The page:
Like Michelle in the previous comment, I consider my 7 year-old son Joe "Healthy who just happens to have diabetes". I totally relate to the comment about the pump and people thinking that it does all of the work for you...it is a constant tightrope...I actually use the analogy of rollerblading on a mountain ridge, but it all means the same: BALANCE. Sorry that you ended up doing the jury duty...that does kind of suck.

"Of course I'm a normal person – except for the times when I'm not."

Love that line.

Very well- written Jacquie, as usual. :)

Awesome post! It describes a condundrum that I often find myself trying to solve... but after many years of not even going near the word "diabetic" because I was afraid it would "define" me, I realized, you know, being a diabetic isn't so bad, and in the end I like to think that being a healthy person who has diabetes or a person with diabetes who happens to be healthy means exactly the same thing, that I am a person, a diabetic and I'm healthy (heck, I'm a wife, mother, sister, daughter, and lawyer, too), but I have the added bonus of getting to know all of you wonderful people because of that whole diabetic thing :)

It's definitely a difficult balance, and one that I'm nowhere near perfecting yet...

As for the question of, "Are you a healthy person who has diabetes, or a diabetic person who has their health," the WHY behind my answer may be a little different than most. I think I'm a diabetic who lives a healthy life, because I truly think I am healthier for having been diagnosed with T1 diabetes. While my primary focus is working all of this new diabetes stuff into my life in general, I'm already starting to make an effort to live better overall. I've taken a less stressful job, I've been eating well, and I'm starting to work exercise into my life. I also went to counseling to deal with my diagnosis, but discovered other areas of my life that needed just as much attention. I can't say for sure that I would have done any of this if I hadn't developed a chronic disease. So, I currently feel like the health followed the diabetes, rather than the diabetes being a footnote to my health.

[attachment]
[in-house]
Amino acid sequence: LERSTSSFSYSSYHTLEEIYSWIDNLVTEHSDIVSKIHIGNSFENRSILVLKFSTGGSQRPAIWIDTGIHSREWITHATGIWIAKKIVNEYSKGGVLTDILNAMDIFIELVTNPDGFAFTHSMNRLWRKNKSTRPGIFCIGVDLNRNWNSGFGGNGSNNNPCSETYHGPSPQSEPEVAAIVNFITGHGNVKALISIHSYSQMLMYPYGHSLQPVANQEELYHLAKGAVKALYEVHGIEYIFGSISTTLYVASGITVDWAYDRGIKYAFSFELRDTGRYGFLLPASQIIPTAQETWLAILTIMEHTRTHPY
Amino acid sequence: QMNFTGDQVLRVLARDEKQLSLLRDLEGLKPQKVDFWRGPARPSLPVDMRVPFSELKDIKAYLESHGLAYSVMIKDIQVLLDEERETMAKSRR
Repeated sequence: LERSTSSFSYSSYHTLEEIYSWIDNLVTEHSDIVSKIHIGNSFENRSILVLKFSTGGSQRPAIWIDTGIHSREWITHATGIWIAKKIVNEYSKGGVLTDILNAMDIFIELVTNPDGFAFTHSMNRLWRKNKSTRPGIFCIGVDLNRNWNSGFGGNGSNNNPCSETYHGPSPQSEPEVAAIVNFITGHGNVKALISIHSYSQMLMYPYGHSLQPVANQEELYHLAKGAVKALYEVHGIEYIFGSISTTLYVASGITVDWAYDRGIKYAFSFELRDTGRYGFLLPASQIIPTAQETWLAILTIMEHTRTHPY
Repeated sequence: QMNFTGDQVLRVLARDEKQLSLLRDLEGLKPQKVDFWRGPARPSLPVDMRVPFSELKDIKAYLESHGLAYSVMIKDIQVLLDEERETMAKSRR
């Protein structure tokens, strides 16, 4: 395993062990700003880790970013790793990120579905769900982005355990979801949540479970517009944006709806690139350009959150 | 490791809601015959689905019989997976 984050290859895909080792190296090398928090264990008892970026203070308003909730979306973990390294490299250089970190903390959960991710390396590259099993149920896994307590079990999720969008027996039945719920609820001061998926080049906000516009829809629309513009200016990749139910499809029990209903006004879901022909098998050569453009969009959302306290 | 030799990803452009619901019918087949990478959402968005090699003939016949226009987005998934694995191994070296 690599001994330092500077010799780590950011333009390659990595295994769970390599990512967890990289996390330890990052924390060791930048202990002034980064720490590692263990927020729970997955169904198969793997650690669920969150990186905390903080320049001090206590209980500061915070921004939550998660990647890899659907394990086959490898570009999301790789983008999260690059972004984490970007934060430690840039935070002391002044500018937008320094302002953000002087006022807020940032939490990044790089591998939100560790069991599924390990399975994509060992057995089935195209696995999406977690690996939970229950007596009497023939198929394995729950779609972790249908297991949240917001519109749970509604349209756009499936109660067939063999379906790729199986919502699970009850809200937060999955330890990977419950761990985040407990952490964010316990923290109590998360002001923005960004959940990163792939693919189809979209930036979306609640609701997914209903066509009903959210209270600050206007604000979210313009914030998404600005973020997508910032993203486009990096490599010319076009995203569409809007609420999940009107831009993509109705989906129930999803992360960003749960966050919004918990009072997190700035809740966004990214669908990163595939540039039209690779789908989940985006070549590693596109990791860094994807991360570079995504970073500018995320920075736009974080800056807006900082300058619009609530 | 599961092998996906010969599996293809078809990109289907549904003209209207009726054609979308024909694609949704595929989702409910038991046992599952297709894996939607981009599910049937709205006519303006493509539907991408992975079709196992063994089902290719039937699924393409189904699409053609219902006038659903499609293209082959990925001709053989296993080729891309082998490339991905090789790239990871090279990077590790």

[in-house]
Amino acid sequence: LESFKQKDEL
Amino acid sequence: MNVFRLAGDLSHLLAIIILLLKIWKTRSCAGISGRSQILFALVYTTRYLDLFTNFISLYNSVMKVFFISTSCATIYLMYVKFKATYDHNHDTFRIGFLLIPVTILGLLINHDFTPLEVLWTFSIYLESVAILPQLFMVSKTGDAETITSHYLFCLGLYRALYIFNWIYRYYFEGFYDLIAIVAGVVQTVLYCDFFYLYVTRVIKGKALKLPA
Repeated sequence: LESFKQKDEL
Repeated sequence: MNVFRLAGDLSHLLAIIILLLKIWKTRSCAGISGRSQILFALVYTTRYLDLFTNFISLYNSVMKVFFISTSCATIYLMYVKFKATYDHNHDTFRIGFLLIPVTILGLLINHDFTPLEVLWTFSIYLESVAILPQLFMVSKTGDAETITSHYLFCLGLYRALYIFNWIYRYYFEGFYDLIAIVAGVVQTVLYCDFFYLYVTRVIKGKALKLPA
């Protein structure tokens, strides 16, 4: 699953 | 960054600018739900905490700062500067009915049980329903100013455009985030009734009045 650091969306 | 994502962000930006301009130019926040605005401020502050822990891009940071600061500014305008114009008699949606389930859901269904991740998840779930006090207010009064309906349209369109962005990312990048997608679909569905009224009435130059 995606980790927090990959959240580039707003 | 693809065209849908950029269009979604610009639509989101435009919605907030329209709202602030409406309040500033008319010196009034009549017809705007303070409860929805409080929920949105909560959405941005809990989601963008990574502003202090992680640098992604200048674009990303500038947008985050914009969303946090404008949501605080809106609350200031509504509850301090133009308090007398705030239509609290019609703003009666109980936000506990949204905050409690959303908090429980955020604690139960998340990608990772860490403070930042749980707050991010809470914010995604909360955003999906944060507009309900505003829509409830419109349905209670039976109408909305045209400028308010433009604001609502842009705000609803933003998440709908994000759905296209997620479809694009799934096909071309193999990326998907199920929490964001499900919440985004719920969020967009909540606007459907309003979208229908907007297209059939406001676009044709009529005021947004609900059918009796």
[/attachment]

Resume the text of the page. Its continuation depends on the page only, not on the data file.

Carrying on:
Healthy person who happens to have diabetes.

(And love love love Jacquie, what a great new-ish voice in the online community.)

So true! We walk that fine line every day, which often leads to "overexplaining mode" in which you feel everyone should know everything about what it means to live with diabetes...and then you realize they tuned you out after "type 1 diabetes is an auto immune disease..."

Fantastic post! These were my exact thoughts when I was recently visiting family, how much to brush off any concern from others or how much to make it clear that this is a serious issue in my life. When something is the first thing you think about upon waking and the last thing you think about before falling asleep, I think that means it's pretty serious.

I tend to think of myself as a healthy person with diabetes. Still, I think it can only make sense in my head, my relationship with my disease and what exactly it means for my life.